I would guess that most Americans, even Jewish Americans, had never heard of metzitzah b’peh until the recent controversy between ultra-Orthodox Jews and the New York City Department of Health. This phrase, translatable as suction by mouth, refers to a custom performed after a circumcision in which a mohel (ritual circumciser) orally sucks the blood away from the baby boy’s penis. Metzitzah b’peh became part of circumcisions in the 2nd century, when it was deemed the best method of satisfying the requirement to hygienically remove the blood shed during the procedure. Most Jews, even observant modern Orthodox Jews, have discarded the practice, which has been linked to a dozen cases of herpes infection and two deaths of infant boys in New York since 2002.
For years now ultra-Orthodox Jews, the mayor of New York, and the New York Department of Health have been trying to balance the demands of religious belief with the protection of vulnerable infants. Mayor Bill de Blasio has come up recently with a new “compromise” – if a baby contracts herpes or another infection that can be attributed, using a DNA test, to a particular mohel, then that mohel would be barred from performing metzitzah b’peh in the future. This resolution seems like closing the barn door after the horse has escaped.
In an effort to educate parents about the possible harm that metzitzah b’peh posed to their babies, back in 2012 New York’s Department of Health required mohels to describe the procedure, outline its advantages and disadvantages, and receive permission from the parents to proceed. But the requirement proved too hard to enforce. Many oral suction supporters opposed the “informed consent” solution; the mohels believed it violated their freedom of speech because they disagreed that potential dangers existed, and so they objected to expressing any sense of such danger to parents. Those who opposed the practice altogether were against the informed consent solution because they, like me, believed, that parents shouldn’t be able to “consent” to unnecessary and potentially harmful procedures for their babies.
While I understand the political pressures Mayor de Blasio now faces and appreciate his efforts to honor diversity, his new “solution” of testing after the fact undermines public safety. It exposes infants to harm that might be prevented, while it fails to mitigate the damage suffered.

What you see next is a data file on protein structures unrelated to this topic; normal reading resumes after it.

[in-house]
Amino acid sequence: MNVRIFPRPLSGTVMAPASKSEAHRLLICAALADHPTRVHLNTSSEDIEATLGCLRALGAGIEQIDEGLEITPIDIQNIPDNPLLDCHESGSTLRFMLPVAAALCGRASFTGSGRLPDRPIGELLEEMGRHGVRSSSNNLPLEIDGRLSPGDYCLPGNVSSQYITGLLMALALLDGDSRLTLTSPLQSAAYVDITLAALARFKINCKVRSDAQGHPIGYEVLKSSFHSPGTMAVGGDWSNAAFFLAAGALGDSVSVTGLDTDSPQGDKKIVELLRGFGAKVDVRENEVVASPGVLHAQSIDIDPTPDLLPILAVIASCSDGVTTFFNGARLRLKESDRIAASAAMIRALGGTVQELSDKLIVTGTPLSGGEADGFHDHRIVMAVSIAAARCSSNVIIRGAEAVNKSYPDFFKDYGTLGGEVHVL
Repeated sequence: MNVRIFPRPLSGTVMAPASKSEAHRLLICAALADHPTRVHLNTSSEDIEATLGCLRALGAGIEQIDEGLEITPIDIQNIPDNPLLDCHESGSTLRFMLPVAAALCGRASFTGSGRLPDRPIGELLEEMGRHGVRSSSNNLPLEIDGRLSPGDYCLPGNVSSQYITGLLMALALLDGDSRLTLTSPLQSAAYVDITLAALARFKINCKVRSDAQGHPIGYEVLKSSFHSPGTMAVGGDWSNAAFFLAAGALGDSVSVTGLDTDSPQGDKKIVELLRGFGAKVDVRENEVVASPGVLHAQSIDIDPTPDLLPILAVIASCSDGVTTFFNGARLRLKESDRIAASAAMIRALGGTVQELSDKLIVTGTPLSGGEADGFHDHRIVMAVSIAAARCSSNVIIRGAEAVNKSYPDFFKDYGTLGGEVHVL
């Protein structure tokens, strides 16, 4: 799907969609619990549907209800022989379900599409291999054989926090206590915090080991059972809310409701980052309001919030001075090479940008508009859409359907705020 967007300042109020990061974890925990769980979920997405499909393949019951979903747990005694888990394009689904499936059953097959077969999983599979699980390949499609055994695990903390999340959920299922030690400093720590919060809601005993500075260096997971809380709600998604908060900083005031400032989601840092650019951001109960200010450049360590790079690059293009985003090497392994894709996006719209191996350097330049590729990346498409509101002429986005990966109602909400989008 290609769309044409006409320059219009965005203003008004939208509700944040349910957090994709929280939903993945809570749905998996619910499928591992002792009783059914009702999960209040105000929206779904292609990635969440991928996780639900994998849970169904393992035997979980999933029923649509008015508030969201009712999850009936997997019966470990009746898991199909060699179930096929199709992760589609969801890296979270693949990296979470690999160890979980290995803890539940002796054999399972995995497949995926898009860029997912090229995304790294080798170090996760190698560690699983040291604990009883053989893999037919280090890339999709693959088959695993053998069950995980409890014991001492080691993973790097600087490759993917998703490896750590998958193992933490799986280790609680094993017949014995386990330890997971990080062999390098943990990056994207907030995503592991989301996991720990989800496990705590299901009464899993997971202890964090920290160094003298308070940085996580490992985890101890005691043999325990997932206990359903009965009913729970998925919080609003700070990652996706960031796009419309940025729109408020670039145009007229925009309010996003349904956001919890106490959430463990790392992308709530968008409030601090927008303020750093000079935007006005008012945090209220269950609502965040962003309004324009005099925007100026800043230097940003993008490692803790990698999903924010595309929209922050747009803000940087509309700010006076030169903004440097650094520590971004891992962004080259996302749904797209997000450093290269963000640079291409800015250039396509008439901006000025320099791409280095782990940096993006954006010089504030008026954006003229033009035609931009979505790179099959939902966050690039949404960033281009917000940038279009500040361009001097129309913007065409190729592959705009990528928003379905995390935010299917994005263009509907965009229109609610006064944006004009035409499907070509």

Metzitzah b’peh violates a baby’s rights, and, without a compelling reason to override a person’s rights’ claims (which infants are in no position to claim, defend, or waive), it shouldn’t be allowed at all. The obligation to do no harm – particularly when an alternative exists, such as the sterile pipette used by modern Orthodox mohels – should take priority over religious practice in this instance. But if a compromise is the only way to make any progress, then instead of linking the infection with the mohel’s DNA after a baby has been infected, I think it makes more sense for mohels to be tested for herpes and other transmittable diseases before the oral suction procedure is performed. If a mohel doesn’t want to submit to the test, then he shouldn’t be allowed to do the procedure.
Beyond the health risk, metzitzah b’peh violates a baby’s right to refuse nonconsensual mouth to genital contact. In situations involving minors, the state has a particular authority and duty to place limits on religious practices that constitute clear and present dangers. First Amendment rights (for religion or speech) do not provide carte blanche, and the damage of metzitzah b’peh merits such intervention to limit the rights of some in order to protect the rights of others. There are some things that parents should not get to consent to on behalf of their children.
Some fear that the metzitzah b’peh controversy threatens to undermine not only this particular practice but the ritual of circumcision itself. If Jews take a stand against metzitzah b’peh, to what extent will such opposition open the door for criticisms of ritual circumcision more generally? That’s a different question, and both sides have arguments to make, but the possibility of such a debate should not distract us from the more pressing threat.
The case for metzitzah b’peh is weak. It’s not medically warranted or sound, and it’s not central to Jewish religious ideology. It is a custom that can, should, and has been modified by a range of observant adherents to Judaism. If a faction of ultra-Orthodox insists on doing this the old-fashioned way, then at the very least its mohels should submit to herpes testing beforehand, and those who test positive should be banned from performing the practice to ensure babies’ safety.
Elizabeth Reis is professor and chair of the women’s and gender studies department at the University of Oregon.